Unfortunately, your  next level  doesn’t magically show up one day. It requires stretching – pushing past your previous limits.

Ponder these questions:

  • Are you satisfied with your impact in your own spheres of influence?
  • What needs reviewing/quitting/starting/revising?
  • Where would you like to be headed next with your work?
  • What do you need to do to get there?  Or need from others?
  • What’s step #1?

Let’s make this the summer to S  T  R  E  T  C  H  !

Noses, Degrees, Percents

One percent; one nose; one degree

You may be wondering what each of these things has in common.

The answer is really very simple: It is all about the effort.  What if you were training for a race? Could you go one extra minute? One tenth of a mile faster or further? Most runners would say that they could.  And what if the runner did that over time? That extra effort will most certainly result in better results at the finish line, right?

by a nose
Turallure, left, is passed Court Vision at the finish line at the 2011 Breeders’ Cup at Churchill Downs in Louisville, Ky. (AP Photo/Morry Gash, and from

Jockeys know how it feels to win a horse race by a nose – or how it feels to lose by the same amount.  And so do those who bet on one of those horses, too.  One percent more effort in the training and in the moment of the race, may be all the difference in whether the horse wins first or second. Big payoff for the owner and jockey, or not so much of a payoff, can be reduced to a nose.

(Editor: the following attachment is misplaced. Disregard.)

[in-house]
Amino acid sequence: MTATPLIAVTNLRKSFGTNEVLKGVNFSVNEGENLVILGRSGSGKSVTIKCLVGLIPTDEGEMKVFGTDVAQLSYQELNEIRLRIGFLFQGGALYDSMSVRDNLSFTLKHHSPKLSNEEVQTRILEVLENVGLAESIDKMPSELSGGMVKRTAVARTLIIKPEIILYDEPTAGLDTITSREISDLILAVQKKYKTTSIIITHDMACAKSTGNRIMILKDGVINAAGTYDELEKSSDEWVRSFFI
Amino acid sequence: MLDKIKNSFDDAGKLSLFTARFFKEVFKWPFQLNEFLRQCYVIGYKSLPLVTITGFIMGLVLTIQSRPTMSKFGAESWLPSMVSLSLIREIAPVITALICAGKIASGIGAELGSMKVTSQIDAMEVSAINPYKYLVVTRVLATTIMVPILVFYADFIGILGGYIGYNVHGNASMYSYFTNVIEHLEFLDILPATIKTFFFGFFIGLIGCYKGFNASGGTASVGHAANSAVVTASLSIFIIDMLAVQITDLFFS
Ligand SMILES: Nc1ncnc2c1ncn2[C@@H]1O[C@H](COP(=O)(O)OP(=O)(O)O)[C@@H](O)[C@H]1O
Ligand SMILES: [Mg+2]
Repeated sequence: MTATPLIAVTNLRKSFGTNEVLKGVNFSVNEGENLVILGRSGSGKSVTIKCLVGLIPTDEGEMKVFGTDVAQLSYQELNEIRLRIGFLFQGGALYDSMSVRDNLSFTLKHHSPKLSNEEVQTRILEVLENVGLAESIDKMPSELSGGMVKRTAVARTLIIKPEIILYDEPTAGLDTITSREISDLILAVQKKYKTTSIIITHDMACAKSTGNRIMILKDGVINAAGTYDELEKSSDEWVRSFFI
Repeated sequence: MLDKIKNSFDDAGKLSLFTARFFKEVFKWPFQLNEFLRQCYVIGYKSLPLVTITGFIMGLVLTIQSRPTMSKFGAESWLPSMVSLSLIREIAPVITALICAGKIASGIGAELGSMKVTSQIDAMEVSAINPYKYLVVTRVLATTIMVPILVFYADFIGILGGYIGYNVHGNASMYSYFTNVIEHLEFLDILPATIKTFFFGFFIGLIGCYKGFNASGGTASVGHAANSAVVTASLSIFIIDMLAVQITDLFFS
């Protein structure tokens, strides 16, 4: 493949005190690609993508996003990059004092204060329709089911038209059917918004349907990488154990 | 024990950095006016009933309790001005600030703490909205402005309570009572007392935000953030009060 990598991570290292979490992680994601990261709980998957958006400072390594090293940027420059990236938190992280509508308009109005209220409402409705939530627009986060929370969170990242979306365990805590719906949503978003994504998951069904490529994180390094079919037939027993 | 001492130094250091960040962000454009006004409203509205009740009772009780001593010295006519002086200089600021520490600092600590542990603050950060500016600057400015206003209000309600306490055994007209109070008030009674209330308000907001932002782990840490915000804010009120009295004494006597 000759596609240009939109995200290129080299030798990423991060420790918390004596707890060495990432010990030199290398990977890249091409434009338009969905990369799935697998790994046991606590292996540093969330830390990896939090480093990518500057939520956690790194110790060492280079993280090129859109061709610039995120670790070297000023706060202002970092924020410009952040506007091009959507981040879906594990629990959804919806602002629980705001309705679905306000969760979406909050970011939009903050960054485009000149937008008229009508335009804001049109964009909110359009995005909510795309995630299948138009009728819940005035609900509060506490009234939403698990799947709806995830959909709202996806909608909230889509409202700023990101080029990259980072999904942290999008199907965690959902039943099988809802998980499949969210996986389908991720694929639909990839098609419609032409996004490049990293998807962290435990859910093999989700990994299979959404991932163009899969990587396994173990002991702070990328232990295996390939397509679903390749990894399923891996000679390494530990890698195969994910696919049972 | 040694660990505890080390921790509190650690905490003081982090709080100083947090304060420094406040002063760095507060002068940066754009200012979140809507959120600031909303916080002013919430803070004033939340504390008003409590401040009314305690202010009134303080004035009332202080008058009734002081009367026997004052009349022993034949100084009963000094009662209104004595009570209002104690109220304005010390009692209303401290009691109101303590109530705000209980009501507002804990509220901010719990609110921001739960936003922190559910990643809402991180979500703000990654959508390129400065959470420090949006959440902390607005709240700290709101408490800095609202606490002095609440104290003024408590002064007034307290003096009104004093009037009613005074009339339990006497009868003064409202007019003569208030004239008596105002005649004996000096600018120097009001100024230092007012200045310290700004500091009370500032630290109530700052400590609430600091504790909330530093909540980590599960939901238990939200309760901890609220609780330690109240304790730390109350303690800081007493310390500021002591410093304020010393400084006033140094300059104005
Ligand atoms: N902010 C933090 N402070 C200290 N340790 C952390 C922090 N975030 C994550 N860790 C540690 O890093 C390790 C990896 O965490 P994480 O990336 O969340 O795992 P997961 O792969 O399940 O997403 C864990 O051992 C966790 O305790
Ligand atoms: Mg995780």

A third example is temperature. What makes water boil? Your high school science teacher told you that it is heat applied to water. But it is also one degree.  211 degrees, you have very hot water. 212 degrees and it’s boiling. Boiling water creates steam, which powers engines, makes electricity, creates motion, and, well, you get the idea.  There is a great video that explains the importance of that one degree. It is only 212 seconds (cute, huh) and worth your time:

So what if you applied that one extra degree or percent of effort this week, and next, and next?  One second, one percent, one degree is so insignificant – unremarkable, unnoticeable, really.  But in a year’s time, think what a difference it could make!  I know you can pay 1% more attention to your work this week.

And you know it, too.

So here is my challenge: Every day when you get to work, ask yourself, “What I could do better today than I did yesterday?” And then do it. (Ask it in your home life, too, by the way. It will work there, too.) I promise you will notice a difference. Maybe not today, maybe not tomorrow, but over time, certainly. And when you do, I hope you will share your 1% stories with me.

I leave you with this Quote from writer and photographer James Clear:  “Most of the significant things in life aren’t stand-alone events, but rather the sum of all the moments when we chose to do things 1 percent better or 1 percent worse.”